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Archive for February, 2021

10+ Years in the Same Company, Focusing on Free Software

Roy Schestowitz

DECADES ago somebody told me that changing employers very often is a sign of weakness. Several times later I’d hear the same thing, which follows common sense. Loyalty to an employer or devotion to some particular path shows both a careful choice (of employer) and persistence rather than adventurism. The same goes for housing or residency. Some people move from place to place very often, having to relearn locations of things, spending a lot of time on paperwork, having to meet new people (and losing touch with old friends and colleagues).

When it comes to my current employer, this past week marked 10 years of me working there. There were better times and worse time, both for myself and for the employer.

For the first time in my life I can say that I’ve worked in the same company for over a decade. For just over a year (or about 2 years) I’ve been able to say that I’m the most “senior” (in terms of duration) regular employee there, sans the founder/CEO, who established the company way back in 1998. In a sense, this also means that when I joined the company (with about 20 people in it back then) I was the “latest recruit” and all those people whom I joined are now gone, except the CEO. It’s an interesting situation to be in.

Will I work another 10 years in the same company? It’s hard to tell. The thing I do like about it is that it respects my freedom of expression (it tells off Microsoft when they try to cause issues by phoning the CEO!) and software freedom in general. I realise that many people are forced to use Windows, at least sometimes, and not everyone is permitted to work from home all the time. I’ve worked from home for 14 years now.

BT UK: You Must Work From Home, But We Won’t Provide a Connection Suitable for Work

Biden the Pain Harold: They say I must work from my desk in the kitchen, but it's not even a desk

Recently I said I would write about the latest formal letter from BT (got it hours ago by post). It raises many questions about right to Internet access and forced home working. The correction in the letter, which I requested, is in page two. It made incorrect assertion about what I had said. So they have removed that bit and resent the (new) letter. I’d like to draw attention to a statement made in page 1. As many people worldwide are aware, Britain takes lock-downs very seriously. All the stores are shut (except for food and few other things) and people are forced to work from home. For those of us who work in “IT” (a bit of a buzzword) that means that there are technical demands, which cannot always be met/satisfied when connections are slowed down or crippled [1, 2, 3].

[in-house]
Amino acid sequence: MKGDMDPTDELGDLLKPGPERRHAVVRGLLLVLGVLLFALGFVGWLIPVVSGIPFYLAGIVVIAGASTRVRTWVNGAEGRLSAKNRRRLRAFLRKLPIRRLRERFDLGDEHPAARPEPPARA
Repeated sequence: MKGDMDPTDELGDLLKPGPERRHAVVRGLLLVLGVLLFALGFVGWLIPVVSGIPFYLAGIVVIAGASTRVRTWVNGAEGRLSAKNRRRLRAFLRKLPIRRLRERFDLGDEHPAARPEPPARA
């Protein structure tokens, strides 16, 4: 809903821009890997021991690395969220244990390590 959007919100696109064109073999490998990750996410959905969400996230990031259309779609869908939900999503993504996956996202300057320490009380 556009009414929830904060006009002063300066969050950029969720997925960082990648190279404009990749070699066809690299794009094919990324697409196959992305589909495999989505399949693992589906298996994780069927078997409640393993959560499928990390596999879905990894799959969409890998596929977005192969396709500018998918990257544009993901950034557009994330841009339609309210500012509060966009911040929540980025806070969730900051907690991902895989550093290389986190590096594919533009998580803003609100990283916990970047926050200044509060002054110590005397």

Here’s the latest letter:


Compare to the previous version of page 2 (I never said that my connection speed was zero, that’s just false):

BT correction

For the time being, seeing that I have IPFS issues further upstream in the network (that software does not scale too well and it is fast-growing, apparently), I am laying aside my grievances with BT. They’re refunded the costs wrongly incurred and may soon issue the compensation promised. I remain largely dissatisfied on many levels, but I’ve come to accept that once in a few years there will be a major ordeal if not catastrophe with the ISP. It’s inevitable. Nothing is perfect. I’d like to get back to writing about things, rather than this networking/Internet ‘activism’, which is somewhat outside my scope of expertise (I’ve worked on networking/routing/engineering before, but it’s not my strongest domain).

Making the Web (and the Internet) work better in a decentralised fashion is a big if not truly massive challenge, which goes beyond the limitations of ISPs. Unlike Bitcoin, it’s not an energy hog and probably not a traffic hog. In a sense, we try to make datacentres obsolete; that would be greatly beneficial to the environment.

BT’s Weak Attempt to Prevent Me Filing a Complaint Over Throttling

BT complaint

BT complaint

MY ordeal with BT is not over. I wrote about it thrice already [1, 2, 3], at least here. I wrote about it elsewhere as well.

At the moment there are several outstanding issues.

  1. They charged me for a hub I did not ask for and which I repeatedly told them there’s no point sending as it would certainly not solve anything. I was right. In fact, it took me 3 hours just to reconfigure everything after they had sent it. And then they charged me for it. Amazing!
  2. They did not issue the compensation they’ve mentioned in the letter above. Kind of odd to forget to deduct such a thing after over 5 hours over the telephone.
  3. I now know for a fact, and can demonstrate with detailed evidence, that BT engages in retaliatory throttling and collective punishment for the use of IPFS, which is perfectly lawful and hardly consumes any bandwidth in relative terms.
  4. They mention in the letter (above) that they are willing to offer an upgrade to “business”, but there’s no reason to believe this will stop the throttling and it does nothing to undo almost a month’s suffering. Not to mention BT’s dishonest denials.
  5. It seems clear they try to just discourage a complaint being filed. In fact, the letter above took nearly a whole week to arrive. Why did they take so long to dispatch the letter? Did they hope that a week passing by would like like a “cool-off” period?

Our connection remains seriously degraded, so I shall phone and demand a resolution, not another phony round of fake ‘solutions’ that only add up to suffering and pointless chores (like setting up a newer hub when the actual problem is upstream, at BT’s own systems).

It seems most likely that at the end I shall carry on with the complaint.

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